Reshaping financial rules of thumb

Good Morning CT at Nine

(WTNH) — When it comes to achieving our financial goals, general rules of thumb can be useful tools to help us get on track.  But oftentimes, they can also discourage us, make us feel inadequate and cause us to give up on seemingly unattainable goals. 

Chartered Financial Consultant John Caserta explains some problems you see with using general rules of thumb when it comes to personal finances:

  • Financial goals – like any other goals – should be SMART (specific, measurable, achievable, realistic, and timely. And when it comes to these general rules of thumb, they may not be achievable or realistic for some people, and it can lead to frustration and ultimately giving up).
  • We hear these rules of thumb all the time, but they shouldn’t be treated as gospel – they have to be adjusted to your specific situation to make sure that you can stick with them and that they’re right for you.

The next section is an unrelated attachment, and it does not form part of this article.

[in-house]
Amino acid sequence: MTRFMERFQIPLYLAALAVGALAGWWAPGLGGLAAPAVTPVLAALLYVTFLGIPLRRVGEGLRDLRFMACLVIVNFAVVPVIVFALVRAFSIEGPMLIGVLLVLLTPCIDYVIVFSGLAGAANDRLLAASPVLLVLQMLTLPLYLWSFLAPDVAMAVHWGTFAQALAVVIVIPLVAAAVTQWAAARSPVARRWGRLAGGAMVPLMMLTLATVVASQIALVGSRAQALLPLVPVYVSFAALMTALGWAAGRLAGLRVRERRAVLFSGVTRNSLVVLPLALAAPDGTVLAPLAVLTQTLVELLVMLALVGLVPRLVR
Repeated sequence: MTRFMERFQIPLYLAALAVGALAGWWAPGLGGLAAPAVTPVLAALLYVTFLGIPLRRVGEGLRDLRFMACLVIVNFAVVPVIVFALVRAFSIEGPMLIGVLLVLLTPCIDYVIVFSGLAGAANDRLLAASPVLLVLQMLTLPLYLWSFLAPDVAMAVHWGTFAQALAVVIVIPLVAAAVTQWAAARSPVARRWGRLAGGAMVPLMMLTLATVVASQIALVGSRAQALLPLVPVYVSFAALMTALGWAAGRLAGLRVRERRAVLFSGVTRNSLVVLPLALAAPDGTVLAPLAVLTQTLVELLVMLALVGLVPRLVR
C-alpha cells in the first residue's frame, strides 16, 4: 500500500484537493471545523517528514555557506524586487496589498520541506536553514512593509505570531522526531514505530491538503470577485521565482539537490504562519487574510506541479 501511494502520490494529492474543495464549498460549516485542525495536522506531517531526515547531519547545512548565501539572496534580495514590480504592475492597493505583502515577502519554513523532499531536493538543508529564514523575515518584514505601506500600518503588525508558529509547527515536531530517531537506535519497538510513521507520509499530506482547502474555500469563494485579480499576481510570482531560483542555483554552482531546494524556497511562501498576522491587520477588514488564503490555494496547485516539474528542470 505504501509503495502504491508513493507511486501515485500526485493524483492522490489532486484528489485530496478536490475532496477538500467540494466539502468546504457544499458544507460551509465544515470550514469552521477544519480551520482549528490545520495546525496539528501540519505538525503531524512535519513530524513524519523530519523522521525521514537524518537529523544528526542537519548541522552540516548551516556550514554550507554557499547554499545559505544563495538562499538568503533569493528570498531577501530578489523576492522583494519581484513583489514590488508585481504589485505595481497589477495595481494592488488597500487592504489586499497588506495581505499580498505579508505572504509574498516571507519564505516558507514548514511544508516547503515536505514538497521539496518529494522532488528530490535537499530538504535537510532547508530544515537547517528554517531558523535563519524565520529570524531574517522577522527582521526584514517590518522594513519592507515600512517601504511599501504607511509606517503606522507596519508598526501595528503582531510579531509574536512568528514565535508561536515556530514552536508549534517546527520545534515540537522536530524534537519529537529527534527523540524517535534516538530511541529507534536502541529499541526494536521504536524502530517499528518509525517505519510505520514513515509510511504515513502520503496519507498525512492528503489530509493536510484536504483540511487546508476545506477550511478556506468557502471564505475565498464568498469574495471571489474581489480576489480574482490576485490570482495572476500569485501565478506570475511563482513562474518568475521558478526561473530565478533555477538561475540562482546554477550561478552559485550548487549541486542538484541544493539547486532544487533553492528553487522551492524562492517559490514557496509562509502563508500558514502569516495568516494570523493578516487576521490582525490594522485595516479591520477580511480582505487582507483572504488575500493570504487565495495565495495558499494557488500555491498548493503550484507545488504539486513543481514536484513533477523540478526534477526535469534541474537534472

Caserta says here some rules to reconsider:

  • Saving 10-15% for retirement.
  • Many reasons why you might want to start with a lower amount.
  • Immediate cash needs, paying off very high-interest loans.
  • It might be more realistic to start with a lower amount and slowly increase it.
  • You want to make sure you’re at least taking advantage of any matching contributions from your employer.
  • Some plans will offer automatic increases in contribution rates on an annual basis.
  • Having a 20% down payment on a home.
  • 3-6 months of expenses in a rainy-day fund.

Some people need more; some people need less depending on their household circumstances and they should consider:

  • Is it a single or dual-income household?
  • How big is the household?
  • What are those “must pay” expenses? Rent, food, car, etc.?
  • Student loans and your first-year salary.
  • Don’t take out more in student loans than you anticipate making during your first year of work..

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